Recent studies show that elevated Creatinine levels are a late indicator of damage done to a graft. In fact, subclinical acute rejection (silent rejection) is prevalent in 25% of patients histology and characterized as borderline in 80% of these cases1. Until recently, studies have ignored the prevalence of borderline rejection in protocol biopsies that could be a leading cause for renal failure.
Subclinical Acute Rejection, also referred to as "silent" rejection or "inflammation", is when a patient has a stable serum creatinine (within normal range for the patient) but without renal deterioration. It is further classified as:
Clinical Acute Rejection is the consequence of an immune response to the graft once significant damage has occurred. Some signs and symptoms of Clinical Acute Rejection are elevated serum creatinine, decreased urine output, proteinuria.
Some causes of acute kidney injury are:
Subclinical acute rejection is not easily detected and is caused by mononuclear cell infiltration of renal tubules without renal dysfunction. While clinical acute rejection is detected once enough damage to the kidney has occurred. Timely detection of subclinical acute rejection and intervention can lead to better long-term graft outcome.
Other than risky biopsies, TruGraf is the only alternative to rule out "silent" rejection in stable kidney patients.
* Am J Transplant 2010; 10(9): 2066–73; Am J Transplant 2010; 10: 324–330
No protocol is a one-size-fits-all and monitoring assays are no exception. That's why understanding what test is right for your patient is crucial. Below is a comparison of TruGraf vs dd-cfDNA and their utility.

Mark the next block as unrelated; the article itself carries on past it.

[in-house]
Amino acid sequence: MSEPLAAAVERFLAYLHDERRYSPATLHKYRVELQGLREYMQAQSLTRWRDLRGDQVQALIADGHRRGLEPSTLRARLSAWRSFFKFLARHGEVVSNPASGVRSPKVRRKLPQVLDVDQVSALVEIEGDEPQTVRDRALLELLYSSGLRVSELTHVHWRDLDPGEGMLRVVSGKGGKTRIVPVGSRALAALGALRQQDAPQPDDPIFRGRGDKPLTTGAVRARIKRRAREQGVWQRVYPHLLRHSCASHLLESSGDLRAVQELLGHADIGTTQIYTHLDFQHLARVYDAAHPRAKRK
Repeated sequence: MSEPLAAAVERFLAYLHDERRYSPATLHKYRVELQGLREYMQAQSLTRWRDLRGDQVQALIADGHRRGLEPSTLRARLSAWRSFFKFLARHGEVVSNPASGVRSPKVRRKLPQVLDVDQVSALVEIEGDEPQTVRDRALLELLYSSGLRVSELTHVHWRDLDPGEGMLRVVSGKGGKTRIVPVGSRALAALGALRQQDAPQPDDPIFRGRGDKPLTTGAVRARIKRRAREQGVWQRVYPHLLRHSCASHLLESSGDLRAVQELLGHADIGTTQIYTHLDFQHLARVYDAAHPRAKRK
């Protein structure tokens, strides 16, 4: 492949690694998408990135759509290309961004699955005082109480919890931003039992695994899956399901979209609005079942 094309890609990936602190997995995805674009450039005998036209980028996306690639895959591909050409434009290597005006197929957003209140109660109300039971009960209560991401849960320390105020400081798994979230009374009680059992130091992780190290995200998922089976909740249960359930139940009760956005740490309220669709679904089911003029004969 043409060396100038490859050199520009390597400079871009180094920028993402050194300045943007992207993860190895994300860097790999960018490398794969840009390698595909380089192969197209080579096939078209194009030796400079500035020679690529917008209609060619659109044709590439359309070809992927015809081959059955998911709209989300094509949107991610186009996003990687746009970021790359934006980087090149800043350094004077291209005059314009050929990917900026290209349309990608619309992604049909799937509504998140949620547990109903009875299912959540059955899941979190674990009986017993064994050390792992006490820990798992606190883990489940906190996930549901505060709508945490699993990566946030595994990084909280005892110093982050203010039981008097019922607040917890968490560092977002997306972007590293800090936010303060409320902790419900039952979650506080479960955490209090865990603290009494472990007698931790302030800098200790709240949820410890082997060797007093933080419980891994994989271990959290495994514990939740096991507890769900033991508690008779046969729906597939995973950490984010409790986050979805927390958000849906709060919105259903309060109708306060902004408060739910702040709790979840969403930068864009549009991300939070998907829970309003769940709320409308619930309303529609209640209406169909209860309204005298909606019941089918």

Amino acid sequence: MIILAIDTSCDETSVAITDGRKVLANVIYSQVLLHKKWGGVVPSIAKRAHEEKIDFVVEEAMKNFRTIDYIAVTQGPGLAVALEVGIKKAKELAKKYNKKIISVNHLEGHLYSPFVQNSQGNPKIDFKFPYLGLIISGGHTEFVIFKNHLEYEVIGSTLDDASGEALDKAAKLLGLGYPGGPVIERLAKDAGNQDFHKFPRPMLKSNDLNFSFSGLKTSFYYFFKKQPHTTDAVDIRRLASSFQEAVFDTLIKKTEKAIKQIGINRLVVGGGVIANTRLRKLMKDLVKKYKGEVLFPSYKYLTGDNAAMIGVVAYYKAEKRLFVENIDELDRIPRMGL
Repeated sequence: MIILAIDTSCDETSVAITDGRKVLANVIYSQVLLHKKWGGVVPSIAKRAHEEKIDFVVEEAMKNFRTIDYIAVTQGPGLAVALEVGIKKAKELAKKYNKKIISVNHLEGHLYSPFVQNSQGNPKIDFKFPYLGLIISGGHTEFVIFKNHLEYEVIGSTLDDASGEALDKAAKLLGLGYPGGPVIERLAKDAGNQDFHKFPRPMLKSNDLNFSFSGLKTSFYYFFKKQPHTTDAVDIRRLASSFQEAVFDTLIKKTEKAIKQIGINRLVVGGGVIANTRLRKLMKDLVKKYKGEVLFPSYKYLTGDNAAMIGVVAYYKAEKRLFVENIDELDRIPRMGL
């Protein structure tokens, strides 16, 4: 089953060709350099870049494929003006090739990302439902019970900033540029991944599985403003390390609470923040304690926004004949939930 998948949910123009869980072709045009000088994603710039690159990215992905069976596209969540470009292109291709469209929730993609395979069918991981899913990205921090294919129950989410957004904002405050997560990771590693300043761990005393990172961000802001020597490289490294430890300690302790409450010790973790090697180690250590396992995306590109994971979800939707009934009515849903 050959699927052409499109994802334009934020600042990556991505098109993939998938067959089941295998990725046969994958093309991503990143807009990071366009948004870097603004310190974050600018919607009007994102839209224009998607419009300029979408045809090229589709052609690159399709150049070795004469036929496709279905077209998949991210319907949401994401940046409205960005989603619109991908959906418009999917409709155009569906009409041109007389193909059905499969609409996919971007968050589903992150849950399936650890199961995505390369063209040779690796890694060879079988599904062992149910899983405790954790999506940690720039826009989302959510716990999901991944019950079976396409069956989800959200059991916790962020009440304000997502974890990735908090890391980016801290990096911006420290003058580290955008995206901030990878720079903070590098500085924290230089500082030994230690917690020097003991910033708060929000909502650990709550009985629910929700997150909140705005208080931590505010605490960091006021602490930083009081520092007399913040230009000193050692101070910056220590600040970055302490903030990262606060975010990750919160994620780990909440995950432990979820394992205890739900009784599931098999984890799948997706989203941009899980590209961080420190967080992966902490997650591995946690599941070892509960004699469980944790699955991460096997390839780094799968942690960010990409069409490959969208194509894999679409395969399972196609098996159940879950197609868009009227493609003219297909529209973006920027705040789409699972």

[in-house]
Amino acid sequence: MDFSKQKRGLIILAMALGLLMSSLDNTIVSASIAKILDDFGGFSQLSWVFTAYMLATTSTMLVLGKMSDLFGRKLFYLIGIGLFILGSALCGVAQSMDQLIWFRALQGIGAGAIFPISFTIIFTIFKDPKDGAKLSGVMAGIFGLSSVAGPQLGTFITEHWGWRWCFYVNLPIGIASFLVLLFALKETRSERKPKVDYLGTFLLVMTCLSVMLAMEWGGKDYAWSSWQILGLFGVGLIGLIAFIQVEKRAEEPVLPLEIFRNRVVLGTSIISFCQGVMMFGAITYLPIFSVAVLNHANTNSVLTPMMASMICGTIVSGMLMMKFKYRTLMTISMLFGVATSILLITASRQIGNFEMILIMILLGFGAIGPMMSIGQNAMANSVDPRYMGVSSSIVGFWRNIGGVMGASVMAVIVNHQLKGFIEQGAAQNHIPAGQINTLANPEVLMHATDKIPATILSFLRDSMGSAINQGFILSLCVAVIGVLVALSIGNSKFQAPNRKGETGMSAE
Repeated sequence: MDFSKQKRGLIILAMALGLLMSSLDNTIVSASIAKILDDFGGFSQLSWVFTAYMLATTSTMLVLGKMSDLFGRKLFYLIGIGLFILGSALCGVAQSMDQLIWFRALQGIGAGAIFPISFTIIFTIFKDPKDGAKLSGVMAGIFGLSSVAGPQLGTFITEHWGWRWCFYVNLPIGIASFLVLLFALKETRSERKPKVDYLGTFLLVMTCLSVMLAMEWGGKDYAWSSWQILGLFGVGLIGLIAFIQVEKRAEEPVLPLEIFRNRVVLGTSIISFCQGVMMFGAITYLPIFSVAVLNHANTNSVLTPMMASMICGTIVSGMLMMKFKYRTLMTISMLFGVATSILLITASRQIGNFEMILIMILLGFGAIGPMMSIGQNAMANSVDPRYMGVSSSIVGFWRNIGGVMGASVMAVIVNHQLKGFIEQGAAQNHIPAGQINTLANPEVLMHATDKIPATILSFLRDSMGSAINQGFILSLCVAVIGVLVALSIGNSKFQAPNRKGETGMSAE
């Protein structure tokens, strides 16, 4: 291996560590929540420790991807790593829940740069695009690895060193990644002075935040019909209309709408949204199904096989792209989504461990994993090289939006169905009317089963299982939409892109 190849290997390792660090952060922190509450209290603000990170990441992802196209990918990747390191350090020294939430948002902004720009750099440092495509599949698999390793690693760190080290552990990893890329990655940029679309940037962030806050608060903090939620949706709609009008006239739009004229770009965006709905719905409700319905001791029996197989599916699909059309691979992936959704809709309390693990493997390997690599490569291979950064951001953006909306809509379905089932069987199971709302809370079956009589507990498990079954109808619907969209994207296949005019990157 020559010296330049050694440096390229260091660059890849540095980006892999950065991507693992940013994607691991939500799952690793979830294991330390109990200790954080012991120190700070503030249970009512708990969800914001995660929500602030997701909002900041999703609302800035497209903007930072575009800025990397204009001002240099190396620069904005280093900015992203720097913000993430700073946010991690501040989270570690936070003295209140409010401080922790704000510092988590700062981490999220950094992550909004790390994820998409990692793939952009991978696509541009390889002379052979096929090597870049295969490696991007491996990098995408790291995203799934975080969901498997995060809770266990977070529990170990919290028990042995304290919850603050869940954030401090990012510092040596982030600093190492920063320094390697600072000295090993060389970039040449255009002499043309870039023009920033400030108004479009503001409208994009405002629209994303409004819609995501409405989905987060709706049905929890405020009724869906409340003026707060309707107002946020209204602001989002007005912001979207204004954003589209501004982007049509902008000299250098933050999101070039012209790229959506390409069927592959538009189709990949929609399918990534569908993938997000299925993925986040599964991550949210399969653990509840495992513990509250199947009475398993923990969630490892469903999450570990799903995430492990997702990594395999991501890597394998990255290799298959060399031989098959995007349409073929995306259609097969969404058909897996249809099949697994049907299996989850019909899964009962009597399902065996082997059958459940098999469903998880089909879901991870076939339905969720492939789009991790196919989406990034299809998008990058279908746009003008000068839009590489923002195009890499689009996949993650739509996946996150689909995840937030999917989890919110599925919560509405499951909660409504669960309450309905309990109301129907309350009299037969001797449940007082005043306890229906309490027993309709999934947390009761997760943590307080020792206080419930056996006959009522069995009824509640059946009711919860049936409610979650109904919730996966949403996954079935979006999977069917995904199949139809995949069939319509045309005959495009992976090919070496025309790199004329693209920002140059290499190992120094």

TruGraf® is a non-invasive blood test validated to rule out "silent" subclinical acute rejection in stable kidney transplant recipients.
Donor-derived cell-free DNA (dd-cfDNA) is an non-invasive assay that monitors clinical acute rejection in transplant recipients.
Normal Kidney Biopsy
Borderline T Cell Mediated Rejection
Banff IA Acute T Cell Mediated Rejection
Banff IB Acute T Cell Mediated Rejection
dd-cfDNA assays do not rule out silent rejection in patients with stable renal function.
Study: J Am Soc Nephrol 20; 28: 2221–2232
The use of dd-cfDNA may complement the Banff classification and risk stratify patients with borderline/TCMR 1A identified on biopsy
But it's only useful AFTER a biopsy, and not for surveillance.
Study: doi: 10.1111/AJT.15822
Despite published data, dd-cfDNA can’t distinguish STA (stable) from BL (borderline), and 80% of subclinical rejection cases are BL.
The data provided either can’t be classified as “subclinical” by definition or there's a lack of data on renal function and therefore impossible to draw conclusions from the data set.